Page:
Flood control fiasco
LONG ISLAND—The Army Corps of Engineers held a meeting last week to address a plan they hope will protect New York City and northern New Jersey from severe flooding in the next major storm. However, the plan does not guarantee the same protection in nearby coastal areas. In fact, some environmentalists think that if those plans were to be put into place, it could make flooding an even bigger issue for Long Island.
The New York/New Jersey Harbor & Tributaries Focus Area Feasibility Study involves placing massive floodgates at strategic points around the island of Manhattan. When a storm hits, the gates could be closed to prevent much of the water from getting to the shore, thus saving the infrastructure, buildings and residents of that busy metropolis and thwart the sort of damage caused by Superstorm Sandy in October 2012. However, many have noted that when water is prevented from going one way, it will go somewhere else, which could increase the potential for flooding on the north and south shores of Long Island. “Mathematically, it doesn’t add up,” said Adrienne Esposito, executive director of Citizens Campaign for the Environment, just before the recent meeting to address the project.
Although several public meetings about this plan were held in New York City, none had been scheduled on Long Island until Esposito contacted Congressman Tom Suozzi (3rd District), who intervened and arranged for the meeting that was held at the U.S. Merchant Marine Academy in Kings Point.
Esposito said that despite short notice and the rather obscure location, she was happy with the good turnout that included residents and municipal officials. “People came from all over Long Island and they asked good questions,” she said.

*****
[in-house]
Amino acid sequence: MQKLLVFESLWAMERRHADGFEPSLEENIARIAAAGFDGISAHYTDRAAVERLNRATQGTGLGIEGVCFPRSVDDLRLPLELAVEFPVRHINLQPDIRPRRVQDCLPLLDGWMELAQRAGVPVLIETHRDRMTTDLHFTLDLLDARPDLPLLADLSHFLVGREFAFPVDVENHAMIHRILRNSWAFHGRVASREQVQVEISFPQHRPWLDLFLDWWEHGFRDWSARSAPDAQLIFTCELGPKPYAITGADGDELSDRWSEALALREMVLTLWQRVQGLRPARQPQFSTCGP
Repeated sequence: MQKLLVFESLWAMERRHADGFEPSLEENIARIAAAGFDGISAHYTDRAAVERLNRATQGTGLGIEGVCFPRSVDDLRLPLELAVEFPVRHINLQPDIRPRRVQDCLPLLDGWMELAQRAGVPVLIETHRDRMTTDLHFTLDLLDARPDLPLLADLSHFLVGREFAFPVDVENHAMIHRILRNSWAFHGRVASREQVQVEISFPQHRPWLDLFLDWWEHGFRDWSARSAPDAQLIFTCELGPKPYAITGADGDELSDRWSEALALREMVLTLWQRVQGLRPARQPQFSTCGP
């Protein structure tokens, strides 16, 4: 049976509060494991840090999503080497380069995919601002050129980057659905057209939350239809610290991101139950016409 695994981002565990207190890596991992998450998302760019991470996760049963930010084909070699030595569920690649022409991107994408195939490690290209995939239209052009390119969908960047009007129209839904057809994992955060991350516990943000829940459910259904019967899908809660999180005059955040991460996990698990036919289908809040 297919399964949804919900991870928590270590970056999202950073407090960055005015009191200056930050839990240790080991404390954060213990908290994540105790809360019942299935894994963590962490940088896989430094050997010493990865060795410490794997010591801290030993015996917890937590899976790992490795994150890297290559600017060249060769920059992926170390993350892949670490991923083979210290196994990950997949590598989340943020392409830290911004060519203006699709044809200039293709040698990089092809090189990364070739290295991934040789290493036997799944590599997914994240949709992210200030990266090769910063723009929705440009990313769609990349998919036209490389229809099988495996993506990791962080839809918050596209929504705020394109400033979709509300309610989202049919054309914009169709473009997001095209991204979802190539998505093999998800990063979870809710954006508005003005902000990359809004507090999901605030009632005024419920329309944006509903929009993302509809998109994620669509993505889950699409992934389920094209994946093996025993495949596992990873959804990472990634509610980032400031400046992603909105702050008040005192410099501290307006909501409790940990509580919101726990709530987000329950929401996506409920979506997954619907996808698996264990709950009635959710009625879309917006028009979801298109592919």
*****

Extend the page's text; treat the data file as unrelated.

“They had four different proposals and a fifth, which was to do nothing,” Esposito said, noting that the four involved a series of different sea-wall barriers.
“These plans were crafted for New York City and not for Long Island,” she said. “This plan needs to be closely scrutinized and watched.”
“It’s an absolutely absurd idea,” said Marshall Brown, the director of Save the Great South Bay, who did not attend the meeting. A critic of the Army Corps of Engineers, Brown cited other projects that the ACE has been involved in that didn’t turn out as expected. One was the replacement of sand distribution to the shoreline around Smith Point County Park that over time has drifted to begin closing off the east end breach. He said he is also very concerned about the effects the floodgates would have on the South Shore.
“You can’t push around nature like that. It just comes back to bite you,” Brown said.
At the meeting, ACE representatives reportedly said the plan is still in preliminary stages and that no construction is expected to begin until around 2030. Suozzi called for more public meetings before considering the project, which could cost around $20 billion. Esposito said she and Suozzi made it clear that those meetings would have to be held on Long Island.
“We are alarmed by this plan,” said Esposito. “This has to be a holistic approach.”
The Army Corps of Engineers has invited public comment, which should be in by Nov. 5, 2018. Comments can be mailed to: Nancy Brighton, Room 2151,US Army Corps of Engineers, New York District, 26 Federal Plaza, New York, N.Y. 10278 or it can be emailed to: firstname.lastname@example.org.
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